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Economy records $5.4b net forex inflow

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Managing Director, Lekki Port, Haresh Ascoani(left); Managing Director, Nigeria Ports Authority(NPA), Habib Abdullahi; and General Manager, Capital Project, NPA, Rufai Muhammed, during the courtesy visit of the Managing Director of NPA to Lekki Port, in Lagos. PHOTO; SUNDAY AKINLOLU

...Food products’ importation gulps 13.2% of outflows

The nation’s economy recorded a favourable position in inflow-outflow foreign exchange transaction in January 2015, with a net inflow of $5.4 billion.

The aggregate foreign exchange flow through the economy, as contained in the Economic Report of the Central Bank of Nigeria (CBN), showed that total inflow was estimated at $9.47 billion, against a $4.07 billion outflow.

However, the total outflow represented a decline of 9.2 per cent and 19.2 per cent below the levels at the end of the preceding month (December) and the corresponding period of 2014, respectively.

The development, which was driven by the decline in receipt from crude oil sales due to the sharp fall in international crude oil prices, also showed that of the total inflow, receipts through the CBN and autonomous sources accounted for 31 per cent and 69 per cent, respectively.

But at $4.07 billion aggregate foreign exchange outflow from the economy, it represented a 4.9 per cent and 14.4 per cent fall below the respective levels in December and the corresponding period of 2014.

This however, resulted in a net inflow of $5.40 billion in the period under review, compared with $6.15 billion and $6.97 billion in the preceding month and the corresponding month of 2014, respectively.

Surprisingly, an analysis of the disbursement of the $4.07 billion aggregate foreign exchange outflow showed that the importation of food products gulped the bulk of 13.2 per cent in January.

The invisible sector accounted for the major part of the foreign exchange disbursement at 36.9 per cent, followed by minerals and oil sector, 21.7 per cent; industrial sector, 16.6 per cent; manufactured product, 8.8 per cent; transport, 2.6 per cent; and agricultural products, 0.2 per cent.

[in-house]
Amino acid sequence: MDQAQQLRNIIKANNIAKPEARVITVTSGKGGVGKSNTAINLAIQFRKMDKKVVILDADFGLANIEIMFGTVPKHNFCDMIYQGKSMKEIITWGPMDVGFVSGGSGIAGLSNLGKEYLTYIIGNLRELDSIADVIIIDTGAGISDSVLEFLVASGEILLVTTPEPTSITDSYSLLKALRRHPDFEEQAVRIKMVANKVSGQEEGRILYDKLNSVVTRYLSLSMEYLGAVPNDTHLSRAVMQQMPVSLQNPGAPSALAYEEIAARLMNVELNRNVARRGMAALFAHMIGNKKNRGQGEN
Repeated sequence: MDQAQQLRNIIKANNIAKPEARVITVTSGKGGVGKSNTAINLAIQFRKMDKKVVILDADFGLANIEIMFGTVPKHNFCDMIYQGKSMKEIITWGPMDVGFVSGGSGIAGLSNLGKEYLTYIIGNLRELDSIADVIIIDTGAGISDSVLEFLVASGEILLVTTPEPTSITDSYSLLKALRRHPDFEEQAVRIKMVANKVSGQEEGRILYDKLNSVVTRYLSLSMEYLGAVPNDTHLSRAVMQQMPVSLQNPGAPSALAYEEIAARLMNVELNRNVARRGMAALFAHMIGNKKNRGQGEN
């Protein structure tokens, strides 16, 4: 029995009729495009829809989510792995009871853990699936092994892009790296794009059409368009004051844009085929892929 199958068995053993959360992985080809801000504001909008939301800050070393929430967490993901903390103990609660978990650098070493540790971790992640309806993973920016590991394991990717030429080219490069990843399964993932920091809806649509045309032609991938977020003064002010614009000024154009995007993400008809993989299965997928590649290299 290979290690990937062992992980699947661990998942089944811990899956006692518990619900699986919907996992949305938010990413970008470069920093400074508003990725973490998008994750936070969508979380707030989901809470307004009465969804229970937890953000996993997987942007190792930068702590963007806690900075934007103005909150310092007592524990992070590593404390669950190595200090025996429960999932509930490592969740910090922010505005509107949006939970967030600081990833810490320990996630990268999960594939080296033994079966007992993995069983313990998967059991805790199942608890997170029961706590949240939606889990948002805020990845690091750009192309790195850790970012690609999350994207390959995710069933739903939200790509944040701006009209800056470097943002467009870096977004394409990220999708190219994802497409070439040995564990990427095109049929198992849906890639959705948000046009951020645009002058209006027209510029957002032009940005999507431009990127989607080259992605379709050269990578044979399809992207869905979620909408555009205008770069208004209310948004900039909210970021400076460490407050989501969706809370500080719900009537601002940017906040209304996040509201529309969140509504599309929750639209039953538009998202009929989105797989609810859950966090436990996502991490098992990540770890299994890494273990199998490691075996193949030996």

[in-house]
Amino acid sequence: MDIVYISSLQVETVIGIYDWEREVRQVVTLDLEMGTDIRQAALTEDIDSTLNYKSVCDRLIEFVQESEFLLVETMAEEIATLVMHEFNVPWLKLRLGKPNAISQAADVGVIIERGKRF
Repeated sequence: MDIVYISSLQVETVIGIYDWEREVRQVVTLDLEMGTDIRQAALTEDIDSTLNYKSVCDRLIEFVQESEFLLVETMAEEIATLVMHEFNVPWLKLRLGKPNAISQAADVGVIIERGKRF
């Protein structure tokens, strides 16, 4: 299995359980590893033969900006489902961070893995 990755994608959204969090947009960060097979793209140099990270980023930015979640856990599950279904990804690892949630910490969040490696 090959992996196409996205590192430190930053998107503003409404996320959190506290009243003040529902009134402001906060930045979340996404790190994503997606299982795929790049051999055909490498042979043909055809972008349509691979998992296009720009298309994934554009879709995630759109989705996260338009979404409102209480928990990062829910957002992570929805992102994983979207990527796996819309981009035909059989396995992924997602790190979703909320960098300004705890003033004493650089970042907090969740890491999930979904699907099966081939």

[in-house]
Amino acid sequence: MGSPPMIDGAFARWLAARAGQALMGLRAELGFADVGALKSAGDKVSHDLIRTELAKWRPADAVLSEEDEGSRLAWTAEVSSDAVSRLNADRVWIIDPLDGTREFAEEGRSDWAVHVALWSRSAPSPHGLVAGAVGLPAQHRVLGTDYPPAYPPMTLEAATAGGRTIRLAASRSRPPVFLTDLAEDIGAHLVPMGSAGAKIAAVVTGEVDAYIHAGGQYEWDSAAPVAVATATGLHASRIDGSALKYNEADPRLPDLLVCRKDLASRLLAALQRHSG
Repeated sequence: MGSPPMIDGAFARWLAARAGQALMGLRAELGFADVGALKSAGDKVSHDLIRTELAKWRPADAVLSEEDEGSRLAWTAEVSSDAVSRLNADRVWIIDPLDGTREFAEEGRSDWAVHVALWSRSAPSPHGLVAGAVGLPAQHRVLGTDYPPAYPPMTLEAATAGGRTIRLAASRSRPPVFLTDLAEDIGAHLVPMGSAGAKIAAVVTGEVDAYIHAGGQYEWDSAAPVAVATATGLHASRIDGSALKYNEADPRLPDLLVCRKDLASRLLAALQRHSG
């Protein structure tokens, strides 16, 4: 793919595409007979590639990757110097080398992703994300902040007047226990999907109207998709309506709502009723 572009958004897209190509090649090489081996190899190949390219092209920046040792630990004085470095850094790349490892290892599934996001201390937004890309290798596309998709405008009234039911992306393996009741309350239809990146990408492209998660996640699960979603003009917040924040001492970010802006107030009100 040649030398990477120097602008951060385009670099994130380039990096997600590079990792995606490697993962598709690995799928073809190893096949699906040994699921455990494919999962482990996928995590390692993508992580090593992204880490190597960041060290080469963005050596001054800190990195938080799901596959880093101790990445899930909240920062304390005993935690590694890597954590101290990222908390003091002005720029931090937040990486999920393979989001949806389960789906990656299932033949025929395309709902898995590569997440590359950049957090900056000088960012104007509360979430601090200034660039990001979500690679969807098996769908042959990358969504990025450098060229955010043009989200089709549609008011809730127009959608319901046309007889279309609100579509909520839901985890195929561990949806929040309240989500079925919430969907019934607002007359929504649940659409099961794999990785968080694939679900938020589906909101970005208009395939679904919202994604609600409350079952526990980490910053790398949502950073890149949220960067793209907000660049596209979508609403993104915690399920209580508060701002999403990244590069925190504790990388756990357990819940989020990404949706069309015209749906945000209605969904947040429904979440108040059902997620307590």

The report also showed that foreign exchange inflow and outflow through the CBN during the period under review was $2.93 billion and $3.97 billion, respectively, resulting to a negative position of $1.03 billion, compared with the net outflow of $0.88 billion and $2.11 billion in the preceding month and the corresponding period of 2014.

A further analysis of the inflow in comparison with the preceding month showed that it declined by 10.7 per cent, but indicated an increase of 15.4 per cent above the level in the corresponding period of 2014.

The development was again attributed to the decline in receipts from crude oil sales and swap transactions, while the outflow also plummeted by 4.8 per cent and 14.8 per cent below the respective levels in the preceding month and the corresponding period of 2014, owed to the slide in Retail Dutch Auction System’s utilization, drawings on letters of credit and other official payments during the review period.

The non-oil public sector inflow was put at $0.65 billion, representing a 6.9 per cent of the total inflow, declining by 20.1 per cent below the level in the preceding month, but was an increase of 277.5 per cent above the level in the corresponding period of 2014.
Autonomous inflow, which accounted for 69 per cent of the total, also failed by 8.5 per cent below the level in the preceding month.
However, the total non-oil export earnings estimated at $767.54 million, indicated a decline of 24 per cent below the level in the preceding month, but showed an increase of 102.5 per cent over the level in the corresponding period of 2014.

The development reflected, largely, the 89.7 per cent fall in export receipts from manufacturing sector, as further breakdown of the sectoral contributions showed that proceeds from industrial, manufactured, agriculture, food products and minerals sub-sectors stood at $658.52 million, $61.99 million, $36.75 million, $5.42 million and $4.86 million, respectively.

The contributions of industrial, manufacturing, agriculture, food products and minerals sub-sectors into the non-oil export proceeds represented 85.8 per cent, 8.1 per cent, 4.8 per cent, 0.7 per cent, and 0.6 per cent, respectively.



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